“Ideally, dog owners should have their dogs on a lead in public areas where there are people out walking,” says Wakerell. “If walking in an area which appears quiet, and the dog is let off the lead, the owner still needs to remain vigilant to anyone in the nearby vicinity and put the lead back on as necessary.”

If the dog is off its lead and heads straight towards another person, “it needs to be called back and put on the lead as quickly as possible,” she says. “If a dog is not trained to return on command, it’s best not to risk taking the lead off.”

Of course, if someone immediately responds positively to your pooch coming towards them – fussing, smiling, or stroking – before you put its lead back on, it’s likely they’ll enjoy fussing your dog and you don’t need to worry.

“Ideally, dog owners should have their dogs on a lead in public areas.”

- Hypnotherapist Michelle Wakerell

Hypnotherapist and counsellor Pat O’Connor says it’s vital dog owners observe the law in public spaces, particularly in areas with children and other animals. “If you’re a new owner, educate yourself – preferably before getting a dog,” she says. “Yes, your dog might be part of the family, but it still needs to be trained.”

Going forward – and with more dogs out and about – Bassi, wants owners to simply be more aware not everyone is as comfortable around their newest family member. And O’Connor agrees more empathy is needed in this regard. “Be aware that not everyone has your love of dogs or might just not be used to them,” she says. “Be sensitive to those around you when out with your dog.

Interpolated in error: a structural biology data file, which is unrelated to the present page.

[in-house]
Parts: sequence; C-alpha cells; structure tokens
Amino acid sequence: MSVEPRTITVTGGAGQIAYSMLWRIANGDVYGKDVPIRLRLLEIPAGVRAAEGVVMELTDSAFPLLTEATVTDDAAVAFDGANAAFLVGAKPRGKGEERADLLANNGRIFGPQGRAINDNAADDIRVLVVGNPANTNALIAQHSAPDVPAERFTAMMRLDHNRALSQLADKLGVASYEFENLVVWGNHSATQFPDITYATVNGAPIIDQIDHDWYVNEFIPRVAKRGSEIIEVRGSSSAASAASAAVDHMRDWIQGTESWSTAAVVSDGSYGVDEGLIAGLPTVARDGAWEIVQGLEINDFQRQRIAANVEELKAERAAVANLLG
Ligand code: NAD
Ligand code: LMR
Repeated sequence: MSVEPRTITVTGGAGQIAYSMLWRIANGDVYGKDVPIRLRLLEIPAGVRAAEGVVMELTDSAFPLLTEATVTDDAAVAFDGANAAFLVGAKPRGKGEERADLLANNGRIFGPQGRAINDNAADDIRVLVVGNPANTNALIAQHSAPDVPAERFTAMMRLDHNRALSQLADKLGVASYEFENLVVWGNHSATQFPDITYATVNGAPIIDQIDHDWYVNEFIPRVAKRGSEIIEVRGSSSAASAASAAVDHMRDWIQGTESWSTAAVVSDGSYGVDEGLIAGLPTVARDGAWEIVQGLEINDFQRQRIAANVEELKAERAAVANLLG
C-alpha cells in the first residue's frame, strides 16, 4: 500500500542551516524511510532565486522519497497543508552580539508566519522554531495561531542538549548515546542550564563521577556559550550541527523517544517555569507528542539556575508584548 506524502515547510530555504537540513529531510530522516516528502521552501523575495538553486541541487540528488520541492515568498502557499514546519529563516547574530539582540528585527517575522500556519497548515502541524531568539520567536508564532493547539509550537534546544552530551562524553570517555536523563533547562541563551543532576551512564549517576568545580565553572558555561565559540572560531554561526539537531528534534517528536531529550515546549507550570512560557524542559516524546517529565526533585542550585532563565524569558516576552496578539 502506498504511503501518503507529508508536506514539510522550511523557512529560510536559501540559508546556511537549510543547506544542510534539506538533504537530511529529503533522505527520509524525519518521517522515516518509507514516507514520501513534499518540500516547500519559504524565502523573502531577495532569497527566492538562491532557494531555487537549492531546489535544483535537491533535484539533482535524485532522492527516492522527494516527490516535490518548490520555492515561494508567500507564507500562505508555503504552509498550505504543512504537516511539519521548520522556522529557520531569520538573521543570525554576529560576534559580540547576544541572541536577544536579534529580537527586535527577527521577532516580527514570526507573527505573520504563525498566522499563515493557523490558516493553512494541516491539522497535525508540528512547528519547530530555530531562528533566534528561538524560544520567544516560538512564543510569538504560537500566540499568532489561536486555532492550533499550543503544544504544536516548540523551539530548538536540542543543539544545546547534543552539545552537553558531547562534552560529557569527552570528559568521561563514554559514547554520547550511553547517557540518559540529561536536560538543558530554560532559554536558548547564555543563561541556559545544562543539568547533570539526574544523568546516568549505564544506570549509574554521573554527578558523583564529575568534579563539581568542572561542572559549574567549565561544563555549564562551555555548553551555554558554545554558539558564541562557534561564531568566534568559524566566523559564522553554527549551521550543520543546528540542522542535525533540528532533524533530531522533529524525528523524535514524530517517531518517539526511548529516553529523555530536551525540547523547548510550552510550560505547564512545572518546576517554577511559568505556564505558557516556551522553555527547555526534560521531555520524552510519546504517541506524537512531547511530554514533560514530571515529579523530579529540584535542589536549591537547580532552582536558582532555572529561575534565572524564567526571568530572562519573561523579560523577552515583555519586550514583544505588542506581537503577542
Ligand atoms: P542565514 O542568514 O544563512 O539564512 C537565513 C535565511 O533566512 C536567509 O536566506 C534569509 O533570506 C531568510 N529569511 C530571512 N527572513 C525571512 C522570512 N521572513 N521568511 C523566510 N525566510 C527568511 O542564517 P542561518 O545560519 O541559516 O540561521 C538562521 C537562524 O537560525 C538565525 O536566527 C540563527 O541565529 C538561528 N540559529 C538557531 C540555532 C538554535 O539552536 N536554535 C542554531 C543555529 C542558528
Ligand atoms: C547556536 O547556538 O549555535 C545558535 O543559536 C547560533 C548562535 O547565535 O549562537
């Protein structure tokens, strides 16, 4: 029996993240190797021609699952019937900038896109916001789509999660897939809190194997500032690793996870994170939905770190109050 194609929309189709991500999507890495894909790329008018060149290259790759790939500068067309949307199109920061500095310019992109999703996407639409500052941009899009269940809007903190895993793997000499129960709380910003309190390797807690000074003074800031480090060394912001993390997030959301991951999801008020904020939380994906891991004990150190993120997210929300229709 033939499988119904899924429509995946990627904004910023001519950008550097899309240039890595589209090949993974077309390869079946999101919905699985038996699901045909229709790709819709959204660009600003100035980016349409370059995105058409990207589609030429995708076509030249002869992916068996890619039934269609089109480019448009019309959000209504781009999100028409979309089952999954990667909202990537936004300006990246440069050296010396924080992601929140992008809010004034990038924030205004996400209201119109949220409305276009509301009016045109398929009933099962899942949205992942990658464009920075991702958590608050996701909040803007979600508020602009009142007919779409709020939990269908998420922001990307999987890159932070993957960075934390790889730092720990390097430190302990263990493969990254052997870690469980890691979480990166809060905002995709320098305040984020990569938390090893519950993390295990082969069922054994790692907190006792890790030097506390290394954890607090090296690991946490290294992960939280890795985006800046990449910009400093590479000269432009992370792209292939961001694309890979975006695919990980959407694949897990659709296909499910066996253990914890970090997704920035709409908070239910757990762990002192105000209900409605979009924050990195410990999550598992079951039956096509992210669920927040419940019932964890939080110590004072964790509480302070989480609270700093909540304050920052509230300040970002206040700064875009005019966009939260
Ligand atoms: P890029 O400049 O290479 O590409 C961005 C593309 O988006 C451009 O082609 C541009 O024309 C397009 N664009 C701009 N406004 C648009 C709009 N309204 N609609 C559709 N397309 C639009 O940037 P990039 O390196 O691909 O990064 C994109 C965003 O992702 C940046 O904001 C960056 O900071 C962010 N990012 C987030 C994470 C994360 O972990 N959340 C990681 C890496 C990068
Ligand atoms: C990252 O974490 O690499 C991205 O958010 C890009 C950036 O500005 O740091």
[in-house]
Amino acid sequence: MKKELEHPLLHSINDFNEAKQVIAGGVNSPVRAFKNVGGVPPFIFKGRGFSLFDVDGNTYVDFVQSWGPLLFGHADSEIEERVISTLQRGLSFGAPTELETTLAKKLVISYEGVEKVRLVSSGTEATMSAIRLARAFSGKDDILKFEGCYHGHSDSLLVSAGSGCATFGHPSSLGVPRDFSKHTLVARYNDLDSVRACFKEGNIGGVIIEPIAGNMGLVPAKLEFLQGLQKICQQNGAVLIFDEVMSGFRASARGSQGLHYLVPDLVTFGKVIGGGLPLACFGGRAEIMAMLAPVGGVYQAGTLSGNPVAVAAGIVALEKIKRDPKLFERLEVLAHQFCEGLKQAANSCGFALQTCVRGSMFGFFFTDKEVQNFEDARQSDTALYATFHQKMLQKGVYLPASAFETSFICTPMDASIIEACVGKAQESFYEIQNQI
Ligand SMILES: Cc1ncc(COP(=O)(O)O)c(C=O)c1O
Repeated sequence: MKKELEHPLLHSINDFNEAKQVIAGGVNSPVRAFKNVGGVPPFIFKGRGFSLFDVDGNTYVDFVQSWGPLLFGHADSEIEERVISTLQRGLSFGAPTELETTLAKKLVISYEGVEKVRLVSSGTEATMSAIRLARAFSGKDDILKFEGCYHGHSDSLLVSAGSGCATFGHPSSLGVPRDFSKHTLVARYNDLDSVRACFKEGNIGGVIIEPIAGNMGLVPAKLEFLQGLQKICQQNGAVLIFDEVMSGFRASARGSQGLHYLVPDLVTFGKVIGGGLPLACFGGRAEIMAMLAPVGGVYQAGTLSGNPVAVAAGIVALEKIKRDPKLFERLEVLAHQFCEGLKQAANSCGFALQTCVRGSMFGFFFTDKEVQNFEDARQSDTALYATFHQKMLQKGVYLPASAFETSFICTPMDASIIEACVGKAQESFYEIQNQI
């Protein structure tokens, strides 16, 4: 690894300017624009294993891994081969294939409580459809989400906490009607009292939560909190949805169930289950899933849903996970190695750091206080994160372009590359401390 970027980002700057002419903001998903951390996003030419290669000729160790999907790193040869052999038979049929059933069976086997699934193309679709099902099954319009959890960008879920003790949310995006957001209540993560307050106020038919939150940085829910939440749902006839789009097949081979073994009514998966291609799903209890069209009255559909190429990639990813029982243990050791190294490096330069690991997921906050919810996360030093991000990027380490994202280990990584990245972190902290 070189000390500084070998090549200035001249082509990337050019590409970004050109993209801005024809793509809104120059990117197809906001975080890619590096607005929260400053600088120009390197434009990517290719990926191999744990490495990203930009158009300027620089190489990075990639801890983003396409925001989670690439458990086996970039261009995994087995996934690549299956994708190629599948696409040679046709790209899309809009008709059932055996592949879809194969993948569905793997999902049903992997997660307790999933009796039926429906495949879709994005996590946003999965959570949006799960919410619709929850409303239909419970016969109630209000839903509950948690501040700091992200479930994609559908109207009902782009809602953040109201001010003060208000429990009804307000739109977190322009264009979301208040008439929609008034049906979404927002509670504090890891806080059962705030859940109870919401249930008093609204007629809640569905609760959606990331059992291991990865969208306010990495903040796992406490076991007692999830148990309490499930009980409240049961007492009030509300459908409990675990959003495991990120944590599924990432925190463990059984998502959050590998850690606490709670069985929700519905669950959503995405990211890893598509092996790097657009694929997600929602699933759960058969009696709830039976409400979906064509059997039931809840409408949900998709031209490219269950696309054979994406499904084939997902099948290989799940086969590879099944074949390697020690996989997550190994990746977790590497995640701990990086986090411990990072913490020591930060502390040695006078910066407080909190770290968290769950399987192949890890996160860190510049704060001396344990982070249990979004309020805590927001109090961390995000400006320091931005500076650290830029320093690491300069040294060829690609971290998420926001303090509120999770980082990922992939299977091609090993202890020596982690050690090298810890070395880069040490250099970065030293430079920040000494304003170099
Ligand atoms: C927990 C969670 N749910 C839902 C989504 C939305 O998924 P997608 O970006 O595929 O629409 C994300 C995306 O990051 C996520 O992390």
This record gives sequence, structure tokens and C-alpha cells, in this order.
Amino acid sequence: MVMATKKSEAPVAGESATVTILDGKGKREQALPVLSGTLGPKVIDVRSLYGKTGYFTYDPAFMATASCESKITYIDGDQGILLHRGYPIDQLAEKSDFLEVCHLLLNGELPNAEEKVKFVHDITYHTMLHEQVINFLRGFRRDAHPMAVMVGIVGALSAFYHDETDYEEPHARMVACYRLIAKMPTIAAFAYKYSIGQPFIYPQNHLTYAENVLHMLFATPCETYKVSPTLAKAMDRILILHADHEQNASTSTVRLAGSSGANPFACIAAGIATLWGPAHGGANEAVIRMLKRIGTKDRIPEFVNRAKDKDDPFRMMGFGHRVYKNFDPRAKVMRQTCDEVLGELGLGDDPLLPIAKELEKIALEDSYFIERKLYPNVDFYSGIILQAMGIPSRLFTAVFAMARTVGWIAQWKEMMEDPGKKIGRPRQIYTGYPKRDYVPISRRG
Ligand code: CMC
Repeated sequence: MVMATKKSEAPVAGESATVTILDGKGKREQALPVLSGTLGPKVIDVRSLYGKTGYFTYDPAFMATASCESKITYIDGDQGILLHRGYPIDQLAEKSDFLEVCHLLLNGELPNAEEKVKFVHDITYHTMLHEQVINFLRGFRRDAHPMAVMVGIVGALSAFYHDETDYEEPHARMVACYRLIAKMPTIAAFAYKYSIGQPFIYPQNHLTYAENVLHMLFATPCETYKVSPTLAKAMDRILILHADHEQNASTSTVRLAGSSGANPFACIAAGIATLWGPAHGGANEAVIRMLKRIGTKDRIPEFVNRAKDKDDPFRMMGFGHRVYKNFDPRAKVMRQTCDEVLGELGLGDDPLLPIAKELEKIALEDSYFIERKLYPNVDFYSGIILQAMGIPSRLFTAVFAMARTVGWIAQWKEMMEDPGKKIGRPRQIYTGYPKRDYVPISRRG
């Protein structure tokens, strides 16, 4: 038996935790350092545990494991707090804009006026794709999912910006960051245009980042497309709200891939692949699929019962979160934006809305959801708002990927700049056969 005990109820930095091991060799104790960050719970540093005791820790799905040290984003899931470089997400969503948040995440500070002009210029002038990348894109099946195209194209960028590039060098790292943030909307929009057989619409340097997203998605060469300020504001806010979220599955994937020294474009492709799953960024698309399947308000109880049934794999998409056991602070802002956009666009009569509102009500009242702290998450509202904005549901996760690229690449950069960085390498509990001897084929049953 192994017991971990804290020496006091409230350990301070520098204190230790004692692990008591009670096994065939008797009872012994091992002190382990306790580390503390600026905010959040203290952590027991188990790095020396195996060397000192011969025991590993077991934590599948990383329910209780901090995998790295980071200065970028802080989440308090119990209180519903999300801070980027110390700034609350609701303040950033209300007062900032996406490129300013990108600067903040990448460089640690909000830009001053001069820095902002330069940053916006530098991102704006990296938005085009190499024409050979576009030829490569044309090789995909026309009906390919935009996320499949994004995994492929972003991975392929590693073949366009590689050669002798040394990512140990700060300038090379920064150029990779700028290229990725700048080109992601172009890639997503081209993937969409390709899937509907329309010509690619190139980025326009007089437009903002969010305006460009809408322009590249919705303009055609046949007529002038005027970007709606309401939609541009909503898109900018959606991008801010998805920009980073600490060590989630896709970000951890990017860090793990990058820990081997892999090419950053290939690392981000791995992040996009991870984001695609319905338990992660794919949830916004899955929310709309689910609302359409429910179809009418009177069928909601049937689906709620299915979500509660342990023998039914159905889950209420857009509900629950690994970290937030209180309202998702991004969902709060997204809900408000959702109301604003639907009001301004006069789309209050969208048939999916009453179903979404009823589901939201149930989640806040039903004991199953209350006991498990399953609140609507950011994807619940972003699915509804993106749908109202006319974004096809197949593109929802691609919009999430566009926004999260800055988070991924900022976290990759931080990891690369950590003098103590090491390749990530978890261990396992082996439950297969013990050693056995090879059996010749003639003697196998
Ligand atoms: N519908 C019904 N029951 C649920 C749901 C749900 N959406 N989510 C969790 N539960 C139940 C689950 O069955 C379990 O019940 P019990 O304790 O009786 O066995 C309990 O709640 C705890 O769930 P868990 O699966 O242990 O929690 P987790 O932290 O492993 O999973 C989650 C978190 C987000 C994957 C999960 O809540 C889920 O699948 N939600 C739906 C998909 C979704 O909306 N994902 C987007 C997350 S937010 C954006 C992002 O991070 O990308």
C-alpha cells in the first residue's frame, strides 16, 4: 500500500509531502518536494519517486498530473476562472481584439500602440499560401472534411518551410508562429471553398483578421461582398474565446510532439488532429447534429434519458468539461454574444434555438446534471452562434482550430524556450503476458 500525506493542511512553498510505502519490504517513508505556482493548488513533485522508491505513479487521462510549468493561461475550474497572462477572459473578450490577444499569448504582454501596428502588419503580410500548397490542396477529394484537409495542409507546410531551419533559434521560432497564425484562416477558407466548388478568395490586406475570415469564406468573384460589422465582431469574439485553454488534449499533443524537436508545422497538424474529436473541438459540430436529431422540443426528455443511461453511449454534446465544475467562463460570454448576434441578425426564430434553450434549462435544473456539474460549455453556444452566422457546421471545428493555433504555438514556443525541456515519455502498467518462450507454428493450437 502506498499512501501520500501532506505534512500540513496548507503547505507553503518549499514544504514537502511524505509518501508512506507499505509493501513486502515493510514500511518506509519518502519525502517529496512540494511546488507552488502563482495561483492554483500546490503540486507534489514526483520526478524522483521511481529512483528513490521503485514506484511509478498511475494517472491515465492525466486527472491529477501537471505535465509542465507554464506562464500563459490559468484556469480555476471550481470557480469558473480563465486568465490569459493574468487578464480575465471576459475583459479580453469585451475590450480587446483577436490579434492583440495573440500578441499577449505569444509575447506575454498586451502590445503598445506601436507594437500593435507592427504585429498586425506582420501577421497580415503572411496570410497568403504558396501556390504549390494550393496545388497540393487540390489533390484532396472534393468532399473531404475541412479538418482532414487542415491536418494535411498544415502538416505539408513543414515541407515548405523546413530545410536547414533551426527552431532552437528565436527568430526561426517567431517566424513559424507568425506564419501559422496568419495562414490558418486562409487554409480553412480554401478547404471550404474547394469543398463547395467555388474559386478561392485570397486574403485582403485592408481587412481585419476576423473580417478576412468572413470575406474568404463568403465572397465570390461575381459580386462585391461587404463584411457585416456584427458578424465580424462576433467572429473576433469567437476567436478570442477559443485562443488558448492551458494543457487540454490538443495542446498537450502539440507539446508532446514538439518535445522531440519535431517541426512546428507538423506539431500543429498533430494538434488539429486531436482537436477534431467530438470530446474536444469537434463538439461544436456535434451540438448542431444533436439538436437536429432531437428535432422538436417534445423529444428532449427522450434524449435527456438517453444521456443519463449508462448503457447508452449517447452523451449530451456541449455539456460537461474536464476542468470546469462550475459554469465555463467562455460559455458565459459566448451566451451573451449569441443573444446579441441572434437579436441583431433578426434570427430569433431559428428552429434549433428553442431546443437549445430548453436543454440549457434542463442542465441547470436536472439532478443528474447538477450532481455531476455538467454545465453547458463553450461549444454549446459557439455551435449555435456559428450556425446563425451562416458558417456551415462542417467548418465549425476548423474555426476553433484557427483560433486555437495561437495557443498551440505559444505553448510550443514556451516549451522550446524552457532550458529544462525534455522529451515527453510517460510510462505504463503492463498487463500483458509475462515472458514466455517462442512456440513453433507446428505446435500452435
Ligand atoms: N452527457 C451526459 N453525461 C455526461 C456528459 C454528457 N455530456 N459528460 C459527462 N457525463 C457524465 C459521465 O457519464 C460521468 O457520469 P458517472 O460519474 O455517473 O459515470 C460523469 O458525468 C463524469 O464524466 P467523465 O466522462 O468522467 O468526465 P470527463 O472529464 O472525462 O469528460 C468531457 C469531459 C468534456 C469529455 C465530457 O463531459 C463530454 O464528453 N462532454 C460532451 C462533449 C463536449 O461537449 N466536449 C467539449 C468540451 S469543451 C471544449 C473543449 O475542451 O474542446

“Fear is a natural evolutionary survival response. When it’s disproportionate, it can cause great distress and inconvenience to the sufferer and those around them. Please be sympathetic to those fears.”

Tips for people with a phobia of dogs when out walking

1. Visualise your walk as being peaceful, safe and relaxing before you set off, says O’Connor. Try not to imagine dreaded scenarios or ask ‘what-if’ questions.

2. Take some deep breaths if anxiety starts to creep in, adds Wakerell, breathe in for the count of three, hold for the count of four, breathe out for the count of five. Do this a dozen times or more if required.

3. Stay aware of your surroundings, but also focus your attention on all the good things surrounding you like flowers, trees and children playing.

4. Think of times in the past when you have felt relaxed and happy – remember how it felt. Feel those wonderful feelings now.

5. Take some music to listen to with earphones, if that relaxes you.

6. Walk with someone who likes or are indifferent to dogs or, says O’Connor, walk with a friend who has a dog that you can get to know.

7. Familiarise yourself with the object of your fear. Find out about dogs – watch TV shows about them, read books, find Youtube videos or whatever you use to seek out information.

8. Try to avoid imparting your fear onto your children.

9. Get help – if the fear is preventing you from enjoying normal activities, it might be worth seeking the help of a professional.